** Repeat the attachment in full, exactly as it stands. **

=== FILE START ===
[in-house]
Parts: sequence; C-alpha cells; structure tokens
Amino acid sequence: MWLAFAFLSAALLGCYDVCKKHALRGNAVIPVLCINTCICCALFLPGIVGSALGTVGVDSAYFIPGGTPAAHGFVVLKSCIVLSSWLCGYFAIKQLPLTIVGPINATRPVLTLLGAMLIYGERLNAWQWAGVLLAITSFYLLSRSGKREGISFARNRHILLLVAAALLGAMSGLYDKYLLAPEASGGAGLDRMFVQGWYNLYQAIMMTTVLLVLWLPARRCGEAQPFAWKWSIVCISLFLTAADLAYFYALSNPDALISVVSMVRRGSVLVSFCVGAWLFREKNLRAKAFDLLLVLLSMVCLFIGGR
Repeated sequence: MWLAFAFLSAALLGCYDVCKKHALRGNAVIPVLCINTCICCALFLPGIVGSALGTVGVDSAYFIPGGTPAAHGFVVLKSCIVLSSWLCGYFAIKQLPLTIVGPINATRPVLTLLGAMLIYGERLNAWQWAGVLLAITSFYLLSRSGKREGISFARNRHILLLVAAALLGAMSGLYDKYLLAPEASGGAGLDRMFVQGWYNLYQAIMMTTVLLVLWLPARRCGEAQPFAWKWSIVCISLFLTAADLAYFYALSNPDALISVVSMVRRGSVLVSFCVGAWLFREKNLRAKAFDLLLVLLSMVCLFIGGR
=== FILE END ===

[in-house]
Parts: sequence; C-alpha cells; structure tokens
Amino acid sequence: MWLAFAFLSAALLGCYDVCKKHALRGNAVIPVLCINTCICCALFLPGIVGSALGTVGVDSAYFIPGGTPAAHGFVVLKSCIVLSSWLCGYFAIKQLPLTIVGPINATRPVLTLLGAMLIYGERLNAWQWAGVLLAITSFYLLSRSGKREGISFARNRHILLLVAAALLGAMSGLYDKYLLAPEASGGAGLDRMFVQGWYNLYQAIMMTTVLLVLWLPARRCGEAQPFAWKWSIVCISLFLTAADLAYFYALSNPDALISVVSMVRRGSVLVSFCVGAWLFREKNLRAKAFDLLLVLLSMVCLFIGGR
Repeated sequence: MWLAFAFLSAALLGCYDVCKKHALRGNAVIPVLCINTCICCALFLPGIVGSALGTVGVDSAYFIPGGTPAAHGFVVLKSCIVLSSWLCGYFAIKQLPLTIVGPINATRPVLTLLGAMLIYGERLNAWQWAGVLLAITSFYLLSRSGKREGISFARNRHILLLVAAALLGAMSGLYDKYLLAPEASGGAGLDRMFVQGWYNLYQAIMMTTVLLVLWLPARRCGEAQPFAWKWSIVCISLFLTAADLAYFYALSNPDALISVVSMVRRGSVLVSFCVGAWLFREKNLRAKAFDLLLVLLSMVCLFIGGR